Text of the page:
It’s a trivial notion that it’s better not to let your debts overflow. Alas, it’s a commonplace problem now, and though services like can help, something must be done in the process. So, you decided to admit your failure for today and file for bankruptcy. How can you manage your tax debt to minimize its impact?

The General Theory of Bankruptcy

The institute of bankruptcy is meant to zero your debts when you’re admittedly in a hard situation that will not let you pay all your debts properly. Generally it means that your property (except for some exempt assets, depending on your state law) is auctioned to cover as much of your debt as possible. After that, you can start anew, owning as little as can be left according to the law, but free from those unpayable debts.

It is calculated that about 37 million of Americans have gone through bankruptcy, zeroing their debts, not counting corporations. For most of them, it’s rather a second chance than the end of the world; a sort of purgatory rather than hell.

While there is a flexible procedure regulating the order of paying debts, some of them can be completely zeroed while others cannot. Usually tax debts (if there are any) supposed to be ahead of the list and generally unzeroable. But it’s not always the case.

Source: Kalfa Law

What’s the Tax Debt

One can suppose (and probably be right) that the most popular form of tax debt is just unpaid income tax. And yes, that’s the tax debt that forms the most often. Still, there are other taxes one can fail to return at the verge of bankruptcy, including property tax, trust fund tax, and some others.

These debts are differently treated when it comes to bankruptcy. For example, the income tax debt is among those that can be erased, according to Chapter 7. At the same time, property tax and some other taxes are not subject to it. The final debt depends on your exact situation.

Source: Medium

Can One Just File for Bankruptcy and Erase Tax Debts?

The shortest answer is no. Alas for many, unpaid tax debts cannot be just erased when one uses Chapter 7 to file for bankruptcy. Though only “recent” debts are mentioned, hardly is there a chance you had some old debts that went unnoticed by the IRS. But if you are of those “lucky” ones, then okay. The general requirements for the debts to be dischargeable are the following:

  • It should have been filed at least three years ago.
  • It should have been returned at least two years ago (a logical sequel of the previous)
  • The tax assessment should have taken place not earlier than 240 days ago;
  • Your tax return should not be fraudulent (contain false income amounts, mention non-existent depending persons, and so on);
  • You should not have ever been guilty of tax evasion.

Of course, only a fraction of your tax debt (if it exists) will qualify as dischargeable. On the other hand, there are automatic measures that apply automatically as you file. The first of them is an automatic stay that stops all the letters and calls you inevitably start to receive as soon as your tax debt appears. During this automatic stay, no collectors can bother you, including the omnipotent ones backed by the IRS. It starts the very moment you complete your filing and lasts as long as it takes to review your situation (usually up to 60 days).

Source: Business – Insider

What to Do to Minimize Your Tax Debts After Filing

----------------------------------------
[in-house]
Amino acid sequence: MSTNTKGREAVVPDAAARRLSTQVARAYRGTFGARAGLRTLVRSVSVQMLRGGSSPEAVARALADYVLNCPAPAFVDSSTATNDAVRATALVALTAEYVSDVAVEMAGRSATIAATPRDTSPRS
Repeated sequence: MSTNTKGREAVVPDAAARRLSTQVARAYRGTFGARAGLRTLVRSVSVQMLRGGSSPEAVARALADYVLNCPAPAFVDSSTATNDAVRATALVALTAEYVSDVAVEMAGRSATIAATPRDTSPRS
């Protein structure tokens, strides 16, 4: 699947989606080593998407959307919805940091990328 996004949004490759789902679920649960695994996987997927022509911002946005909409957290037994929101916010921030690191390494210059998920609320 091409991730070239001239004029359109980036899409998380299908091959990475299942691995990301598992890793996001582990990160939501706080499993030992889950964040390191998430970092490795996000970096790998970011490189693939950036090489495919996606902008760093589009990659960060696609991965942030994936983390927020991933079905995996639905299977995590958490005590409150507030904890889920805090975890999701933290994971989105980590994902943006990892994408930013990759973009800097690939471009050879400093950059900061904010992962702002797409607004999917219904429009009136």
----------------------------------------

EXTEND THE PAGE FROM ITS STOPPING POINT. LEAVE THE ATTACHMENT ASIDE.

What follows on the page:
As you launch the procedure, the automatic stay is applied, preventing your creditors from claiming their part of your debt. While the automatic stay, your creditors or collectors cannot contact you, but you can contact them, so you have the initiative of negotiations over your debts. Whether it will be successful depends on some circumstances.

  • Accurate tax return filing. If you have been filing your tax return accurately during the last two years, though you haven’t actually paid them, it will work in your favor. Being a decent citizen and a taxpayer (at least in your intention proved by filed returns) is always a pro.
  • Managing tax refunds so they can be protected under an exemption. That means choosing the correct time of filing for bankruptcy, so the refunds you get don’t qualify as bankruptcy estate. For example, if you are subject to any tax refund, you better receive it and only after that file for bankruptcy. So the moment you do you don’t own the money you are to receive as a refund, either as a debt or as a real asset.
  • Your willingness to cooperate. If you are ready to work out a repayment agreement that appears acceptable for both parties, you can get much better terms for that. In order to get that, you need to provide your financial information (as well as when filing for bankruptcy).The IRS is like any other creditor: if you cannot pay the debts right now, it would rather get its money later than never.
  • The property you have (namely the nonexempt assets). It can be sold (and probably it will) to get you out of at least some debts.

All these actions, though, should be taken on the grounds of a firm understanding of what to do. For most of us, filing for bankruptcy is (luckily!) not an everyday procedure. So it’s better to find a trusted law firm or attorney to develop the most profitable strategy. The costs of this service will be much less than the risks you take when not using your rights granted by Chapter 7 and Chapter 13.

If you come to the three-year of five-year plan of paying your debts, your freedom from annoying collection attempts will go on. Take this time to make as much money as you can and to pay as much of your debts – first of all the tax debt.


We truly hope you never need this information. But in case you do, it’s better you can have it and benefit from it. So share this on Twitter and Facebook; maybe it will be helpful for your friends. If you have some experience (on either side of the process), we will appreciate it if you share it in the comments.